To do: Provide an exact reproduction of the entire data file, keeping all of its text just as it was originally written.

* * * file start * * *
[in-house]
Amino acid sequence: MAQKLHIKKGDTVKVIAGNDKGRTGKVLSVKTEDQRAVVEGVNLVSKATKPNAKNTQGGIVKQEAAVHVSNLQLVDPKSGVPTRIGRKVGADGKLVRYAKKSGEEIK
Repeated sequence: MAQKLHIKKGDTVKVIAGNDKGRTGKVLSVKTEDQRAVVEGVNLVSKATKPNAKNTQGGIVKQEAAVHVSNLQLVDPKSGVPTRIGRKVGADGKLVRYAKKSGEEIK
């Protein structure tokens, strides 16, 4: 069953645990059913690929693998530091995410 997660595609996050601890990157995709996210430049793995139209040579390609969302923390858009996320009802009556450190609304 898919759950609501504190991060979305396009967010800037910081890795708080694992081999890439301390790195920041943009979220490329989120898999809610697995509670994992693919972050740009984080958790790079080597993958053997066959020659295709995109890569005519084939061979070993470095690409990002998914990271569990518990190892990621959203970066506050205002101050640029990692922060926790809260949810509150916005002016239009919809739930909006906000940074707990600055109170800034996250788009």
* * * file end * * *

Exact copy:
[in-house]
Amino acid sequence: MAQKLHIKKGDTVKVIAGNDKGRTGKVLSVKTEDQRAVVEGVNLVSKATKPNAKNTQGGIVKQEAAVHVSNLQLVDPKSGVPTRIGRKVGADGKLVRYAKKSGEEIK
Repeated sequence: MAQKLHIKKGDTVKVIAGNDKGRTGKVLSVKTEDQRAVVEGVNLVSKATKPNAKNTQGGIVKQEAAVHVSNLQLVDPKSGVPTRIGRKVGADGKLVRYAKKSGEEIK
């Protein structure tokens, strides 16, 4: 069953645990059913690929693998530091995410 997660595609996050601890990157995709996210430049793995139209040579390609969302923390858009996320009802009556450190609304 898919759950609501504190991060979305396009967010800037910081890795708080694992081999890439301390790195920041943009979220490329989120898999809610697995509670994992693919972050740009984080958790790079080597993958053997066959020659295709995109890569005519084939061979070993470095690409990002998914990271569990518990190892990621959203970066506050205002101050640029990692922060926790809260949810509150916005002016239009919809739930909006906000940074707990600055109170800034996250788009």